So that's my current dilemma. I realize that I can work on a subset of these simultaneously, but for my own sanity I need to feel like one of these is *the* number one priority. Otherwise, I'll just flit from task to task and not accomplish anything. What to do??

Thanks, everyone!

I just wanted to say a big huge THANK YOU to everyone who left comments to my last post. I cannot completely or convincingly convey just how much it means to have so many caring people out in the blogosphere. One of the reasons I started this blog was to find a way out of the isolation I was increasingly feeling at my job and to find an outlet for those little frustrations that come along with being a woman in a STEM field (and in an environment with sometimes well-meaning but generally clueless people). Time and time again, I am overwhelmed by the support that you readers have leant me. Thank you, thank you, thank you from the bottom of my heart.

We now return to our regularly-scheduled blogging. :)

Wednesday, July 26, 2006

Fed up

Yesterday was a baaaad day. I may have reached my last straw. It's over 24 hours later, and I'm still thinking about it, obsessing over it, and judging by the amount of time and energy I've thrown into around-the-house projects rather than actual real work, still very upset over it.

The actual incident is not worth describing. Really, it's one of those small-stakes things that, taken out of context, doesn't seem like a big deal at all. The point is not the action itself, but the spirit in which the action was carried out. Because it is abundantly clear that the action was not only done deliberately and with forethought, but was done deliberately to hurt me.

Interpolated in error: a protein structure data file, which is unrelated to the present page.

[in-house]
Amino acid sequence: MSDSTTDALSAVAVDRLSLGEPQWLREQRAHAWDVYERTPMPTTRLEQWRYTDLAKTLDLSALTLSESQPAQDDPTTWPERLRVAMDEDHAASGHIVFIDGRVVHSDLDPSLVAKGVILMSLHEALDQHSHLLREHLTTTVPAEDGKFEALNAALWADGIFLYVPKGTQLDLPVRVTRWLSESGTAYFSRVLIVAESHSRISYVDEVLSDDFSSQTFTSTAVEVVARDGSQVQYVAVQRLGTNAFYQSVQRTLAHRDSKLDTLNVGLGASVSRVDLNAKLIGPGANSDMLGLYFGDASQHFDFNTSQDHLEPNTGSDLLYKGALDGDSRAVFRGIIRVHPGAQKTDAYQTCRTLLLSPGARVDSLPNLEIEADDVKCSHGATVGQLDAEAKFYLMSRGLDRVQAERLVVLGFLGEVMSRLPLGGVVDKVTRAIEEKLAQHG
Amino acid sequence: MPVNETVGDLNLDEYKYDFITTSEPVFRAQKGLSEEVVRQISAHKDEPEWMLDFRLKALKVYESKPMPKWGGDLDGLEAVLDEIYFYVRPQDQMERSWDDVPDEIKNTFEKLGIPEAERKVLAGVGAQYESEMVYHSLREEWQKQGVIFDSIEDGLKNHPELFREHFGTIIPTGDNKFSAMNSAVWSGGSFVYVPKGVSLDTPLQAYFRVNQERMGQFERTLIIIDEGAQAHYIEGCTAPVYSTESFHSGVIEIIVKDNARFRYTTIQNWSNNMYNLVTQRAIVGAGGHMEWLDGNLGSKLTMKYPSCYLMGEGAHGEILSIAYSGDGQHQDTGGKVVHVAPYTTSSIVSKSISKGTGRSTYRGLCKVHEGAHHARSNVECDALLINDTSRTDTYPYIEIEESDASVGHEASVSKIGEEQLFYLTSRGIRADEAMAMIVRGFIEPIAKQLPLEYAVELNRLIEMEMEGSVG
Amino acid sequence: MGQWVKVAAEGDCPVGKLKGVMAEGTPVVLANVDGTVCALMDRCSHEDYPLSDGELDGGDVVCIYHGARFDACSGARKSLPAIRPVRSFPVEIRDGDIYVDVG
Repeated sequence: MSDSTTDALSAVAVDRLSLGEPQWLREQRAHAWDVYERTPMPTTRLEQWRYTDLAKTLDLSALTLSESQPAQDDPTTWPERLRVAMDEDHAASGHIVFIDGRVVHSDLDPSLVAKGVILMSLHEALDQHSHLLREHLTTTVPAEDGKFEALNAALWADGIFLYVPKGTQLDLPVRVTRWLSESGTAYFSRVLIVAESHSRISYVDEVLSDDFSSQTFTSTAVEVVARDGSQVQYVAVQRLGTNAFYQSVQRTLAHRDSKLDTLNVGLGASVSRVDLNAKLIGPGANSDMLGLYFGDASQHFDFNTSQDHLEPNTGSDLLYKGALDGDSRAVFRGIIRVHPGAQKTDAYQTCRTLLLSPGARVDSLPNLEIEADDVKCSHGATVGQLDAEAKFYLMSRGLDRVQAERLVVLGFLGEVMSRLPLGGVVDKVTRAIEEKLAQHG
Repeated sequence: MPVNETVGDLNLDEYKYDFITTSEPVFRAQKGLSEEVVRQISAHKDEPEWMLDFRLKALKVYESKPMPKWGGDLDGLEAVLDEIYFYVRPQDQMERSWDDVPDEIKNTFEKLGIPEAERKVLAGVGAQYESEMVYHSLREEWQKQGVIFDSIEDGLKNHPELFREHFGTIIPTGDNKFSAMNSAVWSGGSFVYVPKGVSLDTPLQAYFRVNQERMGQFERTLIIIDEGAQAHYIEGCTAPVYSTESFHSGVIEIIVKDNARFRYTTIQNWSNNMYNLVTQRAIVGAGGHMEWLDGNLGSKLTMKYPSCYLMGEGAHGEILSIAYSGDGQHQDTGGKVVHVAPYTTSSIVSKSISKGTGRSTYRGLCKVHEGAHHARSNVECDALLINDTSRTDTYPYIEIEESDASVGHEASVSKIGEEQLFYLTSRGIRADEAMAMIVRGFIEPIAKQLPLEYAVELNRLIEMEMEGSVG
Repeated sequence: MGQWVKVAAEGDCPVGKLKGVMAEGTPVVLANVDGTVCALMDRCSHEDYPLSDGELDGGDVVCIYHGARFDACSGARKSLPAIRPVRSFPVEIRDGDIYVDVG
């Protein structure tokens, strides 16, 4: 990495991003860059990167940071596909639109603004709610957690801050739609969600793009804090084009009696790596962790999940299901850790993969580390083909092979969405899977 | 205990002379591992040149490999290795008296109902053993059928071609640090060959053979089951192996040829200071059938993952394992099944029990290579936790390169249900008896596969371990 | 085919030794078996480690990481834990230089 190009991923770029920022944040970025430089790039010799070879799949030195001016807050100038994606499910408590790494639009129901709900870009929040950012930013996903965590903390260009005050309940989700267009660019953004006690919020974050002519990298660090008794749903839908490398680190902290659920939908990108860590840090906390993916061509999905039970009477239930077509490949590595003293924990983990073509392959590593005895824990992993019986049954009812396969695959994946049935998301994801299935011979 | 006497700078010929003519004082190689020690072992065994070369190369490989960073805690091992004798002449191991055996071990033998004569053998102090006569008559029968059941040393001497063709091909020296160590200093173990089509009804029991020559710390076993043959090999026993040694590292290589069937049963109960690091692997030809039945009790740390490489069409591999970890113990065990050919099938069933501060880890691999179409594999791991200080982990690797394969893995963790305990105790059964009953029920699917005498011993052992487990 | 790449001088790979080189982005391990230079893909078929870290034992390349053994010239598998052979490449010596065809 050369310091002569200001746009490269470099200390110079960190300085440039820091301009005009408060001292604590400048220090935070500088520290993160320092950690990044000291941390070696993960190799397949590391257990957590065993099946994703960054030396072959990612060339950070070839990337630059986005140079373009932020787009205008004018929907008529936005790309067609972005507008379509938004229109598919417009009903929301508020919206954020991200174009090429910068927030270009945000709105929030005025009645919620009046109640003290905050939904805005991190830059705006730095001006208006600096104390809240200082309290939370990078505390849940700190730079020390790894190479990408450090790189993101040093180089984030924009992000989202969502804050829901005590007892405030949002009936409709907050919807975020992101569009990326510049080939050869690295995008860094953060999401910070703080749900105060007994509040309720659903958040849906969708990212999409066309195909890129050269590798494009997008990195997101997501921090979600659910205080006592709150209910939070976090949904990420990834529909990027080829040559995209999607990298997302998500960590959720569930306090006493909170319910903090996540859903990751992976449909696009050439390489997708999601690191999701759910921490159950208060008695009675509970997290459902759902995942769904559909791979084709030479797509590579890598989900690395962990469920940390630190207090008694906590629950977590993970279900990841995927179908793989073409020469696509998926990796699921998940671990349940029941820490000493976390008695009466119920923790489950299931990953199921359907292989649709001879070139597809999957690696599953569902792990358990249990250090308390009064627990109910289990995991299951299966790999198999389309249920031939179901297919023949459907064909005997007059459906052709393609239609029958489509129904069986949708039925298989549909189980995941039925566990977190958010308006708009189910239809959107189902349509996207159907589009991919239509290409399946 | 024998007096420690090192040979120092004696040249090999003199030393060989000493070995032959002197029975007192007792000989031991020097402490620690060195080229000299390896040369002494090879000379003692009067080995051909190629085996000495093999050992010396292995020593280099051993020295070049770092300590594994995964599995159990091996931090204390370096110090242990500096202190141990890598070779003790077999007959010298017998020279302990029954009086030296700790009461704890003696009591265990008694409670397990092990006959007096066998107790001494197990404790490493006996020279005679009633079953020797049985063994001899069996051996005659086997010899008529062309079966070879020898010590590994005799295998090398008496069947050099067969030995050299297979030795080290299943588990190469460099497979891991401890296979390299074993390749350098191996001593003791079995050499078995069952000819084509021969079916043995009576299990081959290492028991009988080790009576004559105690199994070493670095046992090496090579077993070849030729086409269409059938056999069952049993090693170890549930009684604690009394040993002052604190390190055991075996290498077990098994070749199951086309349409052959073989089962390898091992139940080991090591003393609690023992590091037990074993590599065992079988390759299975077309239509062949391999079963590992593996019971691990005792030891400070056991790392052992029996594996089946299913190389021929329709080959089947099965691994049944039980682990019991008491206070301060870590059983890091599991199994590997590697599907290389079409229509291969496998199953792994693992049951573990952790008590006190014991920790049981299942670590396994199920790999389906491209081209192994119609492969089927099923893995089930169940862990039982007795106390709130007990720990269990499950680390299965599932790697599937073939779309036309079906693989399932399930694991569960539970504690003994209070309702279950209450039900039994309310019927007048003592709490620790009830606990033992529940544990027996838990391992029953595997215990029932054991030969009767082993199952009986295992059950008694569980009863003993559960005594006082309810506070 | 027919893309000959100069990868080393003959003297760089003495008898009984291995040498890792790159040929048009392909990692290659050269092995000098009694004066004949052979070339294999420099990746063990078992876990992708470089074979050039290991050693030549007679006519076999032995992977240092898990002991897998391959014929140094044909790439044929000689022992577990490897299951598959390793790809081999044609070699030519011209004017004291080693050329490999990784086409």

Hostile work environment, anyone?

I'm trying not to do anything rash right now, like contact all of my outside mentors and say "help me get the hell out of here", or place something rotten and stinky in the perpetrator's mailbox, or throw things. Although all of those sound like great ideas right now. I'm trying to put the incident out of my mind as much as possible. (I had almost succeeded, until the perpetrator send me an email this morning with an "apology" that was more insult than apology.) I'm really trying to fight the despair that I've felt in varying degrees for most of the past year and that is at an all-time high right now.

I'm really hoping it all subsides soon. In the meantime, maybe I'll just add a quick synopsis of this little incident to that super-secret tenure folder I've been keeping.....

Monday, July 24, 2006

Taking back my summer

I have a confession to make:

I have been intentionally and willfully ignoring school-related emails and phone calls lately.

The past few weeks have been busy: students finishing up, deadlines to meet, other various things going on. So at first, the ignoring of emails was more along the lines of "I'm too busy right now, I'll respond in a day or so when I have time." Then day turned into days turned into a know how it goes.

This is totally unlike me. But as the emails piled up, I realized a few things:
* There are too many people that want to have too many meetings this week.